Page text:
Sometimes we find ourselves in situations that require us to pour everything we have into it. Sometimes those situations turn out to be hugely rewarding. Other times they don’t.
When Giving it All You’ve Got Still Isn’t Enough
We recently took on an entire herd of 23 American Tarentaise cows for lease. The deal is that we will feed them (graze and hay) for a year and we get to keep half the calves. This is a phenomenal opportunity for us and the future of our family’s grass fed beef operation.
Calving season began and we were beyond excited. These calves mean so much to us, this is the beginning of a legacy we will build for our children, their children, and so on and so forth. Many future generations will benefit from this seed we are planting now.
As the calves began hitting the ground, the excitement built. We had one mama cow give birth to twins, a heifer and a bull calf. This is fun and exciting even though the heifer is probably what they call a free martin.
Short explanation is that a female twin born with a male twin receives too much male hormone in utero and will be infertile as a result. The likelihood of free martin status is 90%. Either way, she will add to our farm as a breeder (10% chance) or as a beef to sell.
The bull calf from the twins was weaker and not able to nurse at first. We were fortunate to get colostrum form a friend for him and he got better. He still struggled to nurse a bit but the heifer was strong and nursing well.
The day after the twins were born, two other cows calved, one had a heifer and the other a bull. We always check the calves several times a day and everyone seemed to be doing well so far.
When the newest calves were 2 days old, it was a cool and rainy morning. Derek went out to check on them and found the newest little bull calf laid out flat and barely breathing. He actually thought he was dead until he got right to him.
Derek scooped the calf up and ran him straight to the house. He ran through the door with this poor little limp calf in his arms. Our entire family jumped right in and started drying him and warming him as fast as we could.
We grabbed towels to rub him and stimulate him and I started blow drying his little body. Without even being asked to, Jack (16 years old), grabbed towels and a blanket and threw them in the dryer to warm them.
The bull calf’s temperature was around 94° which is considered extreme hypothermia in a calf. We needed to warm him to 101.5° and then get some warm milk in him which we did. He seemed to perk up a bit and tried to stand. We really thought he was going to pull through.
We took him back to the barn with heat lamps and got his mama in with him. We were hoping she would lick him and stimulate him more than we could. She didn’t want anything to do with him. This was a sad blow. We kept on working and working with him to keep him warm and alert. We even managed to milk his mama a little to get some colostrum in him.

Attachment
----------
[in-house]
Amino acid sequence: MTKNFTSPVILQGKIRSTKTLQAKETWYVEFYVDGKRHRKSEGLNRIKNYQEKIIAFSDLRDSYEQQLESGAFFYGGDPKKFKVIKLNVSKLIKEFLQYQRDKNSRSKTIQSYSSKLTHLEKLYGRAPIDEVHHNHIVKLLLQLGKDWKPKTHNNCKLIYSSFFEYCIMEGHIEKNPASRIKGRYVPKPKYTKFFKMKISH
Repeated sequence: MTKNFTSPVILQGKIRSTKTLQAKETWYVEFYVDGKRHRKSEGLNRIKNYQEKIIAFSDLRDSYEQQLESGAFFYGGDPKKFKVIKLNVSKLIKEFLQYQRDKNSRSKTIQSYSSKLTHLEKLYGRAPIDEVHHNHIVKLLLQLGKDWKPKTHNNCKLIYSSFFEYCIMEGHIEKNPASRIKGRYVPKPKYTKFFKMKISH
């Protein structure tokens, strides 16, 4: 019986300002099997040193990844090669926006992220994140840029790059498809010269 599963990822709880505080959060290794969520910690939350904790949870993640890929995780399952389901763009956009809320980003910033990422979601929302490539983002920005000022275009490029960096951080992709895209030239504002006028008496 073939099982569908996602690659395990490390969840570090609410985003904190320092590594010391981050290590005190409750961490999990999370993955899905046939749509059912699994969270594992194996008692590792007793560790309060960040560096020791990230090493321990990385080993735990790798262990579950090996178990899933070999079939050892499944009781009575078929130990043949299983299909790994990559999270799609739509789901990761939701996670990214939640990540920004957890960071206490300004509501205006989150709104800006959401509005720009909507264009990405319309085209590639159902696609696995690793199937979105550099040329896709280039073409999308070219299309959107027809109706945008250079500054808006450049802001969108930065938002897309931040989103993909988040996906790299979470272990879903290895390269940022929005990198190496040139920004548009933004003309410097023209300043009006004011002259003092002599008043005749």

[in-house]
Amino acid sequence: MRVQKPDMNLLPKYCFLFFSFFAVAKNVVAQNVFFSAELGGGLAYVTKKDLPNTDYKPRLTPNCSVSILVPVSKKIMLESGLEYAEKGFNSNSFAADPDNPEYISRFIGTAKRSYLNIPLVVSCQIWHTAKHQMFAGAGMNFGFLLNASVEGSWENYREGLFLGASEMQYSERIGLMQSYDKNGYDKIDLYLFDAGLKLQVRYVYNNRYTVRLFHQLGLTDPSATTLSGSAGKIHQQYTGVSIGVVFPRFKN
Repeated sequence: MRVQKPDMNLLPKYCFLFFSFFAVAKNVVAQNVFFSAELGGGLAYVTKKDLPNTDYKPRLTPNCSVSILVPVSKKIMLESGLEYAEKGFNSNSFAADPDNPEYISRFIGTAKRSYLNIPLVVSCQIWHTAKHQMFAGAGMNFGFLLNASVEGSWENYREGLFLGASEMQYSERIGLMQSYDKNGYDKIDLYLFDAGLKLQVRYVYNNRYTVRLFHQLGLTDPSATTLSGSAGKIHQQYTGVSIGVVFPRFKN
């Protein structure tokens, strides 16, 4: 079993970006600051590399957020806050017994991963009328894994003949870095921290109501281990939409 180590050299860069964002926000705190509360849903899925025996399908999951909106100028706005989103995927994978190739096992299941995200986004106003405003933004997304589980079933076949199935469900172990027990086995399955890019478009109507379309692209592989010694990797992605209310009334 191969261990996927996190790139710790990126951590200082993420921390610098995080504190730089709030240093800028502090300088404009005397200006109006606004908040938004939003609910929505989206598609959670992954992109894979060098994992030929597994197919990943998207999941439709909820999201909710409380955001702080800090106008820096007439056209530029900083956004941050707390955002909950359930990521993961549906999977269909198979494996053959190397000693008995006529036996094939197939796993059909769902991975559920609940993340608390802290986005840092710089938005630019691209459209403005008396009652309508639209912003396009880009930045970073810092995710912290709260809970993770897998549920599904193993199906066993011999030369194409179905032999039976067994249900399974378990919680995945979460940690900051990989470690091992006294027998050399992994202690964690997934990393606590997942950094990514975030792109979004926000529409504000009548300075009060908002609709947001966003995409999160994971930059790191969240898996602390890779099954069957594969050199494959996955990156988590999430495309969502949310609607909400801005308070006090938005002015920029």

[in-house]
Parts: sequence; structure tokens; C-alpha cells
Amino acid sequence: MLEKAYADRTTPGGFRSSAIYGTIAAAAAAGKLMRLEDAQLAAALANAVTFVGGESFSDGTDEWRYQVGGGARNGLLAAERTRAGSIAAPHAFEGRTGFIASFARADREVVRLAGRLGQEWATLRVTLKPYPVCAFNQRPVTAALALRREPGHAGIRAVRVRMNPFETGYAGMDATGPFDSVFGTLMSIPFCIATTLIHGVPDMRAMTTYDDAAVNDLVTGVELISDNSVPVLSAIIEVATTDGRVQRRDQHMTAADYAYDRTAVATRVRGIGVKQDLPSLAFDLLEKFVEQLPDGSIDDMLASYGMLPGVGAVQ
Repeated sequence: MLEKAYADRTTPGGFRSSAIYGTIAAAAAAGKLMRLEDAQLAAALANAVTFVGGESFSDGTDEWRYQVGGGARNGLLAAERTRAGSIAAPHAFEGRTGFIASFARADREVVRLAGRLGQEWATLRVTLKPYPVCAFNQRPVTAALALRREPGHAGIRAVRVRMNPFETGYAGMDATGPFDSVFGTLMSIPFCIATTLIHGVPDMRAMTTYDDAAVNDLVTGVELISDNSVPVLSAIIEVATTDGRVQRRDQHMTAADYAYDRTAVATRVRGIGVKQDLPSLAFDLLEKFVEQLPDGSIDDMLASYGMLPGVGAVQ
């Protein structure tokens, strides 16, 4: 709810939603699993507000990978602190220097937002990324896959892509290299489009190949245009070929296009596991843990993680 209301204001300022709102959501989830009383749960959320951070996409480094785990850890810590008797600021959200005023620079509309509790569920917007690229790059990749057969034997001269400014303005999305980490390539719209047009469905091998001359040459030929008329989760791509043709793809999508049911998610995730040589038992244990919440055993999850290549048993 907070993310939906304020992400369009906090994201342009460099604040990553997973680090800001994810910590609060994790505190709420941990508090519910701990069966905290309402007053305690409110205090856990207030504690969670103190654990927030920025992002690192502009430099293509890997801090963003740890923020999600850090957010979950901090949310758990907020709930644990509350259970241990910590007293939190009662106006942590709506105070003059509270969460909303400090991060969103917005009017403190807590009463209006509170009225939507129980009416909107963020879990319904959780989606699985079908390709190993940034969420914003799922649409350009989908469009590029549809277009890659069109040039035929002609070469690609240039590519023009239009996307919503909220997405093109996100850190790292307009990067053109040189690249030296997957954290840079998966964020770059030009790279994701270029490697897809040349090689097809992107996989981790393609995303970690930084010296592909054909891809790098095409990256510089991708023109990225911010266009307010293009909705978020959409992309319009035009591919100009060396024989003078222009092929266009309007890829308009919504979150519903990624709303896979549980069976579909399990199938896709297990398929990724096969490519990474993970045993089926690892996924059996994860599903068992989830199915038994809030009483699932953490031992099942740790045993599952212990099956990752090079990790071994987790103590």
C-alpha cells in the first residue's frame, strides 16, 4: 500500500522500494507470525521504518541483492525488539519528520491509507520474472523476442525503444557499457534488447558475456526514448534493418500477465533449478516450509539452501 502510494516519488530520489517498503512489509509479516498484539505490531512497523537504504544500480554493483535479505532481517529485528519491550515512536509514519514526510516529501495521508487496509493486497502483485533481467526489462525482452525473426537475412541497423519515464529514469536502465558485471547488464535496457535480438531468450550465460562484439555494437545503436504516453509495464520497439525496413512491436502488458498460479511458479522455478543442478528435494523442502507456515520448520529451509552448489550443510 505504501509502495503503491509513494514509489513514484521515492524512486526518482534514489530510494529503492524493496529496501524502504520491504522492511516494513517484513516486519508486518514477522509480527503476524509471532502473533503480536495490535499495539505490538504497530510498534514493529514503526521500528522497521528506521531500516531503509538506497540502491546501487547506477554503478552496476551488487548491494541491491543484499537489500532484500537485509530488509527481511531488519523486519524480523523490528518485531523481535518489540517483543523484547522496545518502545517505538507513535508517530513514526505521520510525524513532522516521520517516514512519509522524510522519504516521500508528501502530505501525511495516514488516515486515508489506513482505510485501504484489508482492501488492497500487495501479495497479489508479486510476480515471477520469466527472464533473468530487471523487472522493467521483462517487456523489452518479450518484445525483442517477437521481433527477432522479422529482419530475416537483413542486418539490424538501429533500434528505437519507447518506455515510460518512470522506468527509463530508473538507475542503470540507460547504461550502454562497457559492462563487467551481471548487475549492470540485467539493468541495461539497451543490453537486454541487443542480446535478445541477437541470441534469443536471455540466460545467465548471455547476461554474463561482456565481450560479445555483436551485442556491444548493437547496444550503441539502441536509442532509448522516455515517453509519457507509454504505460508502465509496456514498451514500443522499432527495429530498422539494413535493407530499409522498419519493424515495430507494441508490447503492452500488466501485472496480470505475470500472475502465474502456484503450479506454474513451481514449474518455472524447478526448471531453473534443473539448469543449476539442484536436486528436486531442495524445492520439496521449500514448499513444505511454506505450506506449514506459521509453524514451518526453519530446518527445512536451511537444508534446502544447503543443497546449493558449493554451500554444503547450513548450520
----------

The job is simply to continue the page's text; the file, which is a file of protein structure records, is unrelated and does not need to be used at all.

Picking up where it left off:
As the day progressed he deteriorated and began having seizures, quit sucking the bottle, and eventually became completely lethargic.
The bull calf died on us even after all of the effort we put in to him.
It was hard and heartbreaking for our entire family. This isn’t the first animal that we’ve lost and I’m sure it won’t be the last but it never doesn’t hurt. It shouldn’t not hurt. It’s all part of the life cycle and you are always close to that on a farm.
There are times that you just give it everything, you fight SO hard but it just isn’t enough. That’s a hard pill to swallow. You can feel like a failure and eat yourself up with the could’ve-should’ve mentality OR you can choose to learn from the experience, know that you did everything you possibly could do, and most importantly to us know that you’ve set an example for your children and they’ve learned an important life lesson.
It really breaks my mama heart to see my kids sad and hurting over a loss like this. I am so proud of all of them and how they jumped into action and gave it their everything to try to save one little calf’s life. They learned that no matter the outcome, they did the right thing and that’s what matters the most.
The Silver Lining
Now, that I’ve told you a very sad tale. Let me ease your sadness a little with the silver lining of this story. As much as I wish the calf had lived and our efforts to save him had worked, it doesn’t all end in heartbreak.
Remember the twin calves? You know how I mentioned the bull twin just wasn’t quite as strong as the heifer? Well, we were able to give him to the mama cow that lost her calf. Mind you, it isn’t always a simple task to get a cow to accept another calf that’s not hers.
With hardly and effort on our part, she took him as her own! Queue the happy tears! We helped him nurse on her the first time and then by morning, he was nursing on his own and she was treating him like he was her baby! This helps soothe the sadness we felt.
By her taking the twin, we helped ease the stress on the twin mama and ease the stress on her from losing her calf. Obviously, if I had my way, the one calf would have lived and thrived but that wasn’t the case so this was the best scenario with what we had to deal with.
Farming is hard, I’m not gonna lie and tell you it’s not. Days where you fight for a life and don’t win makes you question why you’re doing all of this but when you turn the bad situation around, you quickly remember why. The rewards of this life go so far beyond what I can explain in a simple blog post.
I’m so grateful to live on a farm and I’m even more grateful to raise my children here.
Poor baby calf! But yes, that’s definitely an important life lesson. I’m glad things worked out best they could in the end.